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Maltish or Engtese


Stick to one language! Was the old maxim. Otherwise, you’ll risk confusing your kids and they will never learn to speak properly. Research by Prof. Helen Grech and her team shows that this is not true: bilinguals usually do better. Teaching your child two languages at a go might delay them initially but helps them in the long run.  Words by Dr Edward Duca.

The world has globalised. Over one billion people speak English; for most English is not a first language. They are multilingual. Before Independence, Malta was a British colony for nearly 200 years. Its legacy? Most Maltese locals are bilingual speaking both English and Maltese to various extents, even when stoically denied. Post-colonial Malta is a unique melting pot.

In the 1980s, speech language therapy started being professionalised. Their situation? All assessment tools were based on British or American language models, standardised on children from these countries. They were trying to assess Maltese children without having the right tools. It was like trying to build a house with sand.

Building a solid foundation

“We didn’t have anything”, said speech-language pathologist Prof. Helen Grech (Department of Communication Therapy, University of Malta). They had to start from scratch so they ran some pilot studies to find the best model to identify speech defects in Maltese children. A speech language pathologist “wants to know if the child [s/he is treating] is developing typically or has a disorder”, said Prof. Grech, and they want to identify it quickly. Otherwise, they would be wasting the clients’ and parents’ time.

To build the right tools, Prof. Helen Grech and her team (University of Malta), in collaboration with Prof. Barbara Dodd (City University, London) and Prof. Sue Franklin (University of Limerick, Ireland) adapted British speech assessment models. Not an easy task considering that Maltese is derived from Semitic languages (from the Arab region) and has very different structures to English. For example when compared to English, Maltese words are written as they sound as long as you learn a few rules. The language also has more consonants and the word structure is more complicated. Maltese has many sounds (phonemes) that are not part of English. Many other differences exist.Typography

After a pilot study, they came up with a much shorter test that only took 45 minutes. It was successfully used on a large number of Maltese children from two to six years of age. The children can be assessed in either language, which makes the therapist’s life much easier, the child happier, and identifies if the children have problems in their speech or language.

Malta proves to be the perfect experiment. “By three years of age [most Maltese children] are exposed to both languages […] there are children who from day one are exposed to both languages”, said Prof. Grech. Uniquely, this applies to over 80% of the population. “We conducted research which could enlighten or encourage research for other language pairs and culture.”

Bilingualism: good or bad?

” Before these models were developed, a speech language pathologist may have thought that a child needed treatment when instead they were just bilingual.”

When I was born in the 1980s, my mother was told to stick to one language at home. The fear was that if I heard two languages at the same time I would mix the two and speak neither properly. Speaking two or three languages at home confuses your child; they might end up with a problematic pidgin language.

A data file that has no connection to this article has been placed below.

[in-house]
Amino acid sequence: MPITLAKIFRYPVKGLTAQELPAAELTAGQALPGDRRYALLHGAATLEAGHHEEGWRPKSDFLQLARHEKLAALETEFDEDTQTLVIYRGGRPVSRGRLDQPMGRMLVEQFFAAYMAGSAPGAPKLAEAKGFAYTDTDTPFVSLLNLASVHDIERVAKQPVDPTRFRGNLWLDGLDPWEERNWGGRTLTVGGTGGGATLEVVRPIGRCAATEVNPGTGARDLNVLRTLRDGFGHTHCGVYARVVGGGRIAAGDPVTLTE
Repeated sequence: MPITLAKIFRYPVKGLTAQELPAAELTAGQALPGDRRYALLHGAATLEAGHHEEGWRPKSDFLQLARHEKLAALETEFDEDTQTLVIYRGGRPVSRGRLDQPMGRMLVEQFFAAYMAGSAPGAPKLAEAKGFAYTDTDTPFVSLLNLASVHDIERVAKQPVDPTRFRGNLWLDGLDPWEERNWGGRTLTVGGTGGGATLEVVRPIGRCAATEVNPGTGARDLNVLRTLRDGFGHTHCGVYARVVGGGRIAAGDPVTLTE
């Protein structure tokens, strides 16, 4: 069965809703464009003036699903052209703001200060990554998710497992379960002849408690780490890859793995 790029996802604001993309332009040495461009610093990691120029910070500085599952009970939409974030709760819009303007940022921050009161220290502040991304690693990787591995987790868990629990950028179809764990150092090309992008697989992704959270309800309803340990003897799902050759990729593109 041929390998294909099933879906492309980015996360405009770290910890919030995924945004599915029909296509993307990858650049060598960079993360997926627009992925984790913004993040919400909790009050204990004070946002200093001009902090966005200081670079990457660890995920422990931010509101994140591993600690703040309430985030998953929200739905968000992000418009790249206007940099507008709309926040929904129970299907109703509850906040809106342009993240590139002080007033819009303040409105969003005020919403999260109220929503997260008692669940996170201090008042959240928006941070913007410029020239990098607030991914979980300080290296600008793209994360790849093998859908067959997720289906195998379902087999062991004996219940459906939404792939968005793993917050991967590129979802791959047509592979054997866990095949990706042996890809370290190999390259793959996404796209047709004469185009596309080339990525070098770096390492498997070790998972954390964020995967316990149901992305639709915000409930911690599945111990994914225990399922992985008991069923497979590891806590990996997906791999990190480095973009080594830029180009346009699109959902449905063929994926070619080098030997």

In Maltese children, Prof. Grech found the opposite in studies she lead. “We have enough data to claim that if you bring up your child in a bilingual [environment] this will eventually be beneficial. […] For speech sound development (the sounds children make when vocalising specific letters)
there appears to be an apparent [developmental] delay, but by three and a half years, bilingual children […] not only catch up but do better.”

For other aspects of language development, speaking one or more languages does not seem to make a difference. Children should be encouraged to learn more than one language. At the end of the day, speaking several languages can enrich an individual’s life and bump up their job opportunities.

A Maltese text book used in state schools.  Used with permission from the authors and MidSea Books
A Maltese text book used in state schools.
Used with permission from the authors and MidSea Books

A specific model for bilinguals needed to be developed and studied since they develop differently to monolinguals. “The children follow different routes […] it’s very unfair to compare bilingual children to monolingual children using tools standardised on monolingual children. The bilingual children process language differently and we found this also [happened] in [Maltese] children.” Bilingual and monolingual children make different errors.

Before these models were developed, a speech language pathologist may have thought that a child needed treatment when instead they were just bilingual. All children substitute sounds up to certain ages. A bilingual child would be processing sounds in a different way, they would be “processing two different languages with two different structures”, which leads to different error patterns, explained Prof. Grech. For example, “[a monolingual child] might say tat instead of cat, a bilingual child might say it differently”. A bilingual child can also transfer words from one language to another, or switch between languages. No need to worry, “they are just processing. Children are very flexible and often, very early on, […] they will address the speaker depending on their language and the context”.